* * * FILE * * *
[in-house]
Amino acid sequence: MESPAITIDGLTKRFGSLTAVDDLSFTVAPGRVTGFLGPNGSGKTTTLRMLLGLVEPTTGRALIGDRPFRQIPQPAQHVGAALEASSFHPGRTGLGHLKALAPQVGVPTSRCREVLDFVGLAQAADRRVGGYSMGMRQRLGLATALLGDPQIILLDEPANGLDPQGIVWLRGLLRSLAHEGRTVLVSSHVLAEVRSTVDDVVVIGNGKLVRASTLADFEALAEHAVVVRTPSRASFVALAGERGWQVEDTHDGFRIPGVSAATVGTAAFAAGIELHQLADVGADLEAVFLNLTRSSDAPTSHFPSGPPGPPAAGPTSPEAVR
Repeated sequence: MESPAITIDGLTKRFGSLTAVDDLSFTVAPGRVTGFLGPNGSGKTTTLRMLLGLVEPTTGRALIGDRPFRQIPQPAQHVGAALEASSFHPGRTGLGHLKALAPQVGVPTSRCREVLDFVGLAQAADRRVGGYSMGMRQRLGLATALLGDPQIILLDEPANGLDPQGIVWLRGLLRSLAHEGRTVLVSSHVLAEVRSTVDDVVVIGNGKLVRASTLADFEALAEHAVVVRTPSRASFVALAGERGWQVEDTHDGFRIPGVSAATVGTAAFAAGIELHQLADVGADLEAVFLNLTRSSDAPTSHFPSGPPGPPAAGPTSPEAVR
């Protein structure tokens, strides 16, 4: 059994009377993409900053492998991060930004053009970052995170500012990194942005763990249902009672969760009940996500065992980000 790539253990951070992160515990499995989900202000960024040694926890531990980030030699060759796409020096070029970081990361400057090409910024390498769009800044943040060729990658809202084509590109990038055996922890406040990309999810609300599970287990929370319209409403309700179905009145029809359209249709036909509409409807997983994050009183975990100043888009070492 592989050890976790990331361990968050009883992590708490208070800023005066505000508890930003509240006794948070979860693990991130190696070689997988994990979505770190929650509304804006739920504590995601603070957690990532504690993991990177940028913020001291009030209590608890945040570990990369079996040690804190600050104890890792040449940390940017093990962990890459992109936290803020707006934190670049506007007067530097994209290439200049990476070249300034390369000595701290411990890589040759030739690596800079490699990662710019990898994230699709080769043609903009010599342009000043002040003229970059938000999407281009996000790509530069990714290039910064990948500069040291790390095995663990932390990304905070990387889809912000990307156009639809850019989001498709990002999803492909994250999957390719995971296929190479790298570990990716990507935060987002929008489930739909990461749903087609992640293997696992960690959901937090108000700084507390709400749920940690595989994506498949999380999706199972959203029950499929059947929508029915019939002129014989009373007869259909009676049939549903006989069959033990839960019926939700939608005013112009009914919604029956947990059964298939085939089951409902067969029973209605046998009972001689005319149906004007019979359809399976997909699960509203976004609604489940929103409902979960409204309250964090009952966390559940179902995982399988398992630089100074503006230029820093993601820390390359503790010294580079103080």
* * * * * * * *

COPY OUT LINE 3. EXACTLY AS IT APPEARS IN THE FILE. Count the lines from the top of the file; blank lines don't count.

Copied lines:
Repeated sequence: MESPAITIDGLTKRFGSLTAVDDLSFTVAPGRVTGFLGPNGSGKTTTLRMLLGLVEPTTGRALIGDRPFRQIPQPAQHVGAALEASSFHPGRTGLGHLKALAPQVGVPTSRCREVLDFVGLAQAADRRVGGYSMGMRQRLGLATALLGDPQIILLDEPANGLDPQGIVWLRGLLRSLAHEGRTVLVSSHVLAEVRSTVDDVVVIGNGKLVRASTLADFEALAEHAVVVRTPSRASFVALAGERGWQVEDTHDGFRIPGVSAATVGTAAFAAGIELHQLADVGADLEAVFLNLTRSSDAPTSHFPSGPPGPPAAGPTSPEAVR